Advice, Mental Health

How To Stay Interested in Hobbies Despite Depression

One of the most common and talked about symptoms of depression is lack of interest in things that you used to enjoy. Depression makes you so exhausted just from existing, that often times doing anything else on top of the basics just doesn’t seem worth it. Everything feels like work, except lying still and maybe watching something. So what about those hobbies that you love but take more effort? The people who like exercising, or creating things, or going out? Here are my tips on making sure you don’t completely lose yourself to the black hole that is depression.

Don’t set goals

I know what you’re thinking. This goes against everything I’ve ever been told about achieving my dreams and doing things and being productive. And I’d say you’re right. But we’re not talking about getting your dream career or achieving all your hopes. We’re talking about your personal hobbies. These are things you are doing just for fun. Sure, many hobbies involved getting better at them, such as playing sports or building furniture, but we are also talking about how to keep interested in things when they feel like work. Which means you need to make them feel as far away from works as you can. For me, setting too many goals and stretching myself can be overwhelming. I find that just doing something for the sake of doing something is a much better way to inspire yourself to keep doing it, instead of worrying about some end goal.

Schedule times specifically for it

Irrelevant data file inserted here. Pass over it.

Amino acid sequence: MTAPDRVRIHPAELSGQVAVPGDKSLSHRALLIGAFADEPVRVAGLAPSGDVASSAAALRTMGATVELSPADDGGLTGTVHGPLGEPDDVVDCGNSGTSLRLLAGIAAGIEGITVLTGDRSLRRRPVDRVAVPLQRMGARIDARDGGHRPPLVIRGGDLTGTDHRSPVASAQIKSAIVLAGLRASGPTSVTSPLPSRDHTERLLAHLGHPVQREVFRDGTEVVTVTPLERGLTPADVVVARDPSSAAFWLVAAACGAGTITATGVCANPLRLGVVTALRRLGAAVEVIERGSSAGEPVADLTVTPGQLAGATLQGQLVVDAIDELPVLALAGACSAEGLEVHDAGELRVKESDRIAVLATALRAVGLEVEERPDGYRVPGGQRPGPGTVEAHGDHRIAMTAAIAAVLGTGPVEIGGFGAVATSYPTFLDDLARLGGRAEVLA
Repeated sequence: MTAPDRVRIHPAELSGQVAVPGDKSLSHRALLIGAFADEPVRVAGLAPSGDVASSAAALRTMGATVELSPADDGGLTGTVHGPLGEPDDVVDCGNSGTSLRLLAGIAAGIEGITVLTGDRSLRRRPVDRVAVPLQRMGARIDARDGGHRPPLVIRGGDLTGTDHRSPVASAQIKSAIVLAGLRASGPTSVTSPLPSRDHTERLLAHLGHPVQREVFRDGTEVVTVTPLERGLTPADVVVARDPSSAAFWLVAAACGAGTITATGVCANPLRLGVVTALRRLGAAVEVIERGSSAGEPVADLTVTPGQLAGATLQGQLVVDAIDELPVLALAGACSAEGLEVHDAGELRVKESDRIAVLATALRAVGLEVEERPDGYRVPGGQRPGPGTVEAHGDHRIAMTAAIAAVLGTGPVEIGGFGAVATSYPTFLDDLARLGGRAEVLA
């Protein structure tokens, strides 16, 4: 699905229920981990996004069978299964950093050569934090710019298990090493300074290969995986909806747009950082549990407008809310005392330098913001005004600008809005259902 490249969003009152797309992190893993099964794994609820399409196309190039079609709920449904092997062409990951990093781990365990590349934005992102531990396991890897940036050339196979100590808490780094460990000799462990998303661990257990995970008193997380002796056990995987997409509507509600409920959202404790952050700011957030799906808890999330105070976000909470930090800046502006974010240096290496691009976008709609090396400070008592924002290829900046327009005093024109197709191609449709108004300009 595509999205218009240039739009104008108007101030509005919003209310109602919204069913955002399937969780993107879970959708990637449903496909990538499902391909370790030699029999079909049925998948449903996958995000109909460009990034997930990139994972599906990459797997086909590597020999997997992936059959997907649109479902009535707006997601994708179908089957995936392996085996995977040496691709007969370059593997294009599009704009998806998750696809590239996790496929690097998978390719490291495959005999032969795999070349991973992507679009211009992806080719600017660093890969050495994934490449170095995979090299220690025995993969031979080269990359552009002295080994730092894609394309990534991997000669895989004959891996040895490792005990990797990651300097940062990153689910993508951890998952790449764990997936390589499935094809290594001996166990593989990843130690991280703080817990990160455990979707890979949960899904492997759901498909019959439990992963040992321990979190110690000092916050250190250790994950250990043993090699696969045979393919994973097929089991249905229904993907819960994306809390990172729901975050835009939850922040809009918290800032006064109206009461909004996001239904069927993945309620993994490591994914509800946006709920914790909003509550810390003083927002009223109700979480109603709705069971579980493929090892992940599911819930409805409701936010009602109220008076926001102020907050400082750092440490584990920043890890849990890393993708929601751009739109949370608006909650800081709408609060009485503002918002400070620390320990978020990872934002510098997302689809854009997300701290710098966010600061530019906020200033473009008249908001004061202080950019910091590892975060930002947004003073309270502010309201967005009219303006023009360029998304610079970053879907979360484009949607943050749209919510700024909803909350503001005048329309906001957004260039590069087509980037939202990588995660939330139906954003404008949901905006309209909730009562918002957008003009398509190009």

If you’re one of those people who tries to combat their depression by scheduling everything they do, this is for you. A lot of the time, people consider planning or scheduling to be a thing specifically for work. People will schedule their days to the minute, and sometimes they schedule certain appointments or meetings. But not many people think to schedule their recreation time. But I find it really helpful to have specific times planned ahead where all I have to do is relax or practice my hobby. For the next hour, it’s just me and my knitting needles/photography camera/basketball.

Diversify your interests

Sometimes, at the end of the day, you just might not be into something anymore. It may just feel like depression making you too tired, but it is true that sometimes we just get bored of things. One of the biggest issues of Nick and I’s relationships is that when we start a video game together, one of us always gets bored of it way before the other. Trying new things is even harder to do while depressed than just staying interesting in what you already know. I would recommend starting slow, with less intensive activities, and then work your way out of your shell.

Remember: this is for you

Finally, it’s important to remember that this time is supposed to be completely for you and your enjoyment. You should feel no pressure to do more or less than your comfortable doing. Depression messes with our limits a lot. Limits of how much rest we need to function, how much alone time we need, and how long our attention span is. If there are days where you simply cannot focus long enough for candle making or painting, it is entirely your prerogative to not do those things, and simply relax.

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